Updated 4.10 - Added fish farm lobby statement
Sea slime appeared along the coast in Marsascala, Sliema and other areas on Tuesday, prompting fears of a repeat of problems that plagued beaches two years ago.
The reemergence of slime prompted a prompt response from the fish farm operator lobby, which in a lengthy statement issued on Wednesday announced a series of self-regulatory measures to run until the end of October (see below).
In 2016, the widespread incidence of a similar, oily slime led to public outrage and the eventual suspension of permits for tuna farms around the island after they were identified as the source.
The farms have since been given new permits to operate in designated aquaculture zones around six kilometres offshore, coupled with more stringent environmental measures to prevent a recurrence.
However, Tuesday's slime drew particular concern, as it coincided with the start of the tuna feeding season. Two years ago, the use of a new fish feed with a higher fat content was identified as the main cause.
The Environment Ministry did not respond to questions on the source of the slime and whether any measures had been taken.
Industry sources told the Times of Malta that the incident had caught fish farm operators by surprise, as it had come about early in the season while they were implementing new environmental management procedures.
They said the slime had likely been exacerbated by environmental factors and that operators were not expecting widespread problems similar to those in 2016.
Four tuna farms are currently operating at two offshore locations, one in the south of Malta and one off Sikka l-Bajda in the north, having relocated there on the Planning Authority’s orders.
The relocation to the north zone, which took place last year, was intended as a temporary, two-year measure until the approval of a formal aquaculture zone on the same site to complement the one in the south, which is operating at full capacity.
An application by the Fisheries Department is still before the PA.
One of the farms operating in the north of the island has since applied to double the number of cages on site (without increasing the total amount of tuna they hold), as the quality of its fish had been hit by the imposed relocation.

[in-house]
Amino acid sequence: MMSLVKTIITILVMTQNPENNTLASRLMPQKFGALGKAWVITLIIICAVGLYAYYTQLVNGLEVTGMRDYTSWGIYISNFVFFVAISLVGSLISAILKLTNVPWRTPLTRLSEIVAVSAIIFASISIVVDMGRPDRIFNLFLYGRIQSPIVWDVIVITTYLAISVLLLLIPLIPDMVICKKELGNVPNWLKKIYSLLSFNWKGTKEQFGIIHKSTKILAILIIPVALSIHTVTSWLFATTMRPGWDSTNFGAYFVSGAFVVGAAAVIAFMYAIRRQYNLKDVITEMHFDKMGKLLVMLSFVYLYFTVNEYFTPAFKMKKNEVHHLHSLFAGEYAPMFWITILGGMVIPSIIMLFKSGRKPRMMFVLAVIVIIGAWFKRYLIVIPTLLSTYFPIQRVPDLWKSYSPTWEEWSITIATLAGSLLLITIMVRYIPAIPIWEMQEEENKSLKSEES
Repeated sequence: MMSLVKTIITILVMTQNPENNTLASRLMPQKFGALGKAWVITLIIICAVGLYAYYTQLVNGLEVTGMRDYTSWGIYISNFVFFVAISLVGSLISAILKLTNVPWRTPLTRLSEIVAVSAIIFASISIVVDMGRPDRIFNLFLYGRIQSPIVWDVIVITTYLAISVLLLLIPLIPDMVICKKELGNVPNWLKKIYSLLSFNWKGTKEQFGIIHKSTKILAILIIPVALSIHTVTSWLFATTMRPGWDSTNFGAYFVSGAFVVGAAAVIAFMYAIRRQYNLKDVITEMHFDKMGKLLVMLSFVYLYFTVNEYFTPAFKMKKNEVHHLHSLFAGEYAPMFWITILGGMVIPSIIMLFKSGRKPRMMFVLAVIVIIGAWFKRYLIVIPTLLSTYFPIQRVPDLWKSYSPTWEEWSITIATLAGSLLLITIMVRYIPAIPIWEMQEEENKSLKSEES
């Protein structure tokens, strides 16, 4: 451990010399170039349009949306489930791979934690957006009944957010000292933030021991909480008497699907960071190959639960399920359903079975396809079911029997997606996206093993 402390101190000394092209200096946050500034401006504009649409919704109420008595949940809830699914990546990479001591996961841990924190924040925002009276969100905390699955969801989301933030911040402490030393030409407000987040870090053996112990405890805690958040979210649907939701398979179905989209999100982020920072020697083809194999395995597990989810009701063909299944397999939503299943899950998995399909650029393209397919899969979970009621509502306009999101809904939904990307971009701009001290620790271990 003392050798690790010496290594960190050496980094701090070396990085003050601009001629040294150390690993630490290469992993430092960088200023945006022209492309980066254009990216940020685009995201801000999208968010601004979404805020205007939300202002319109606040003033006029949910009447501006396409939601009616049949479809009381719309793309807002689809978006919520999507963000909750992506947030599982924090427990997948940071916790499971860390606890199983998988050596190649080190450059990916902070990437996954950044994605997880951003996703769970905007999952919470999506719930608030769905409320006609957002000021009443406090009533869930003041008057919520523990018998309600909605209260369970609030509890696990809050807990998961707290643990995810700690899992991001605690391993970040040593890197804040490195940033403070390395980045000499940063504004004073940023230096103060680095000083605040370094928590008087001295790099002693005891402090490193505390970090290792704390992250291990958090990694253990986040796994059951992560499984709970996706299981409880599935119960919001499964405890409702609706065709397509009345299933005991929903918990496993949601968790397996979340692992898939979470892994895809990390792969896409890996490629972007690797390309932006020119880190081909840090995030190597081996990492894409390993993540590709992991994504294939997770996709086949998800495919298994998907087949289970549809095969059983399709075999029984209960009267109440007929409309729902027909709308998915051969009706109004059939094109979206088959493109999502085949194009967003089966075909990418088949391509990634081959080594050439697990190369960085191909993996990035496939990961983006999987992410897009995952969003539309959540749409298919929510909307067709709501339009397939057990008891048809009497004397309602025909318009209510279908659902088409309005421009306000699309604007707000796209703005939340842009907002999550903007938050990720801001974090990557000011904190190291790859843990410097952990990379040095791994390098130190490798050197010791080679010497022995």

The Democratic Party last week objected to the move and called on the authorities to step up enforcement before processing other fish farm applications.
Operators announce self-regulation measures
Fish farm operators reacted to news of sea slime spreading across the coast by announcing that they had agreed to a variety of mitigation measures, to run from August to the end of October.
The agreement, which has been signed by four out of Malta’s five fish farm operators, establishes a set of common standards operators must abide by when feeding penned fish.
These include having booms to collect oily residues and assigning a skimmer-equipped boat to each pen, which will be responsible for collecting any waste material in the area.
Operators will also set up a call centre to receive complaints from members of the public and would be paying for two boats to patrol the coast and pick up marine litter wherever they found it, the Federation of Maltese Aquaculture Producers said.
In a statement, the Federation said the four operators - AJD Tuna Limited, Fish and Fish Limited, Malta Mariculture Limited u MFF Limited – had also agreed to have the Federation appoint an assessor tasked with overseeing fish farm practices and reporting back on their adherence to agreement conditions.
The Federation added that it would be reserving the right to instruct signatories not to feed their fish if and when needed, and that it remained committed to keeping the public informed of any developments.
The agreement was signed in Japan, where key representatives of fish farm operators are accompanying Prime Minister Joseph Muscat on a trade mission.
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